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Christmas Guests

Sunday, 12.13.2009, 09:50pm (GMT-5)

Matthew Goodrich lived in the early nineteen hundreds just outside of London. He had a big Victorian-style house. He wasn’t a rich man, but he did have a nice house and made a good living.

He was eagerly waiting for his guests for Christmas. It was a tradition that his guests would come for an evening meal, and then he would invite them to stay through the holidays. Almost without exception, everyone agreed.

The first guest to arrive was Bill, an old soldier who roamed from town to town begging. Neva wasn’t far behind. She was a gypsy whose people had deserted her. Mark was a young man from the north, who had come down to find work – and hadn’t been able to find it. A man came who had been a soldier from some other country. No one was really able to understand his name, so in time everyone just called him Wayne. Finally there was Anne who was a street peddler. When Matthew found her, she was sitting underneath a hedge. Some men had stolen all of her goods, and she was sitting there trying to figure out what to do next.

All of these people were homeless. Every year without fail, Matthew went out and invited homeless people to spend Christmas with him.

It all started years before when he was reading the Christmas story. He had read it so many times, but this time something jumped out at him. It was when the innkeeper told Joseph and Mary that there was no room for them at the inn. This struck Matthew as being odd. “No room! How could that be? This couple was desperate. She was expecting a baby. How could he not have room? Surely there was some place in Bethlehem he could refer them to.” Then he thought, “How about the shepherds who came later that night? Surely one of them had a friend in town who would let them in.”

Matthew said to himself, “If I were the innkeeper, I would have done something.” Then he thought … he had seen a homeless man that day … and he felt that he didn’t have room for him in his house.

That is when he got the idea. He went into to town and looked for that man. I’m not sure if he found that very man, but still, he invited several homeless people into his home for Christmas. They had a meal, and spent the holidays with him. Every year after that, he did the same thing. The amazing thing was, in all those years, no one took undue advantage of him.

Matthew found that each year was unique in itself. The people who came eventually form into a group that had a personality of its own – unlike previous years. This particular year, Bill (the old soldier that was a beggar) had a knack for cooking. He took over the kitchen, and said he would prepare the meal. Neva and Anna started decorating. They found boxes of decorations in the attic and started fixing the place up.

Wayne’s skills lay in the area of cleaning. He found the cleaning supplies and went to work – singing songs no one had ever heard before, with words no one could understand. But no one complained as long as he was doing all the cleaning.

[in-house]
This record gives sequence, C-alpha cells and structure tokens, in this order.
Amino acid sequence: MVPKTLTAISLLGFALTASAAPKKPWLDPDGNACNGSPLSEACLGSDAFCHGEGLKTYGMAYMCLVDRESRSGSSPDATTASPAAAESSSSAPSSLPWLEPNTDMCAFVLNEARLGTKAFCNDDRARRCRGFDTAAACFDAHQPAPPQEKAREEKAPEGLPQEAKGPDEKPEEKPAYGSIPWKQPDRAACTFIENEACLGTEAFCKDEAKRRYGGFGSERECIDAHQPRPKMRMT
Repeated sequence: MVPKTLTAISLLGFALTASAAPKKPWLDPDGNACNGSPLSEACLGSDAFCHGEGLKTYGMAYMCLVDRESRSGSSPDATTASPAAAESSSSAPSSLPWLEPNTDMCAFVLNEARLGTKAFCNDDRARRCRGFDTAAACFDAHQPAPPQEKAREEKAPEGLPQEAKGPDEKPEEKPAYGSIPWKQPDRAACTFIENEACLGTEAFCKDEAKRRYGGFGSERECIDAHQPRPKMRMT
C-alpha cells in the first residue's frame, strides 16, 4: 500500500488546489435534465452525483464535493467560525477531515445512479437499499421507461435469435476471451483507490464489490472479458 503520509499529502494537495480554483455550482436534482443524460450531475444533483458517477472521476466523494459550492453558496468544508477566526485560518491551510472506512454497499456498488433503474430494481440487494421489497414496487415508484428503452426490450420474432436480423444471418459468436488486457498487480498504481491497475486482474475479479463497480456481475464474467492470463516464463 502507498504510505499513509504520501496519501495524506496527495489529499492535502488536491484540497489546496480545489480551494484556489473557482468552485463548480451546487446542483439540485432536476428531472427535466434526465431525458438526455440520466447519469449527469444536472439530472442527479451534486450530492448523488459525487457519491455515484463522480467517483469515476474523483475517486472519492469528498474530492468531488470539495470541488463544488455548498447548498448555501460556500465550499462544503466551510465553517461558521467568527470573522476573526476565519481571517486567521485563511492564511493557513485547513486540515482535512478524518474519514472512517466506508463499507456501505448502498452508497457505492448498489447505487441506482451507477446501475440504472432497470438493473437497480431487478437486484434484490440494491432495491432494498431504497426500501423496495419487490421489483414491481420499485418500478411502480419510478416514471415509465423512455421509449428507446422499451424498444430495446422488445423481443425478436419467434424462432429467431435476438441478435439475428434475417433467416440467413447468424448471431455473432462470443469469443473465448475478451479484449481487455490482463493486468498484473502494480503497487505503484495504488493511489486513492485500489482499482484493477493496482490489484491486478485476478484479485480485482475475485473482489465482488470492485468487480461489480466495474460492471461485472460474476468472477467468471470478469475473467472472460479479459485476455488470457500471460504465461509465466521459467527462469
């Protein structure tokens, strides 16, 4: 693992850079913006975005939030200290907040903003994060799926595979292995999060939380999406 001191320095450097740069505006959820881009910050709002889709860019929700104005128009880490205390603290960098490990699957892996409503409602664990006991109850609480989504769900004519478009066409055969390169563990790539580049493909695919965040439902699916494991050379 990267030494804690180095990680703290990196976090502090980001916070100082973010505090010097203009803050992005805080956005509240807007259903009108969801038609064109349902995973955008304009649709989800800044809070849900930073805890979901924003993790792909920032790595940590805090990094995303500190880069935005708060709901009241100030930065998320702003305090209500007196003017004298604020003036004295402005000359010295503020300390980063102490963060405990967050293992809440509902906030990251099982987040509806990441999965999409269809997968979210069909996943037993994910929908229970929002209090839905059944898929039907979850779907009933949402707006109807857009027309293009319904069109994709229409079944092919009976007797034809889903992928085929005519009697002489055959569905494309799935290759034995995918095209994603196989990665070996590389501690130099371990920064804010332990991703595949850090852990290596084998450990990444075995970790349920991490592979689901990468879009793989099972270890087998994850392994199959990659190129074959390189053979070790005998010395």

Mark, the young man from the north, was the bashful one. With all the hubbub going on in the house, he decided to go outside and cut wood. He put in a good supply of wood for the holidays and beyond.

It was quite a day, and finally Bill put the food on the table. The little family of homeless people gathered together and enjoyed a tremendous meal. Everyone started complimenting Bill about his cooking and how good it was. Bill was kind of embarrassed, so he started telling stories about the old days in the army. Everyone was fascinated with his stories about the war.

That was when Neva started telling about her life as a gypsy. She told the others that she knew people didn’t like gypsies, but it was a wonderful culture that was rich in traditions – even though they had deserted her. As she started to tear up, Anne went over and gave her a hug. Then she started telling how street peddlers had a culture of their own. She said, “Its true that I never thought of gypsies in a kind way, but people didn’t think of us in a kind way either.” She started to tell her stories, and finally came to the point where she was robbed.

By this time Neva and Anne were crying and feeling sorry for each other. Wayne had enough of all this depressing talk. He decided to start singing some of his national songs, and doing his traditional military dances. Everyone laughed and clapped in rhythm.

Mark, the young man from the north, didn’t say anything. He just sat off to the side and smiled from ear to ear. Everyone wondered if he had a wife back home, or what his situation was, but he was not given to telling stories about himself.

Matthew ended the evening by telling the Christmas story. Bill led the group in singing some Christmas carols. Of course Wayne had to sing some of his traditional Christmas hymns, which no one else knew. — It was all a wonderful time.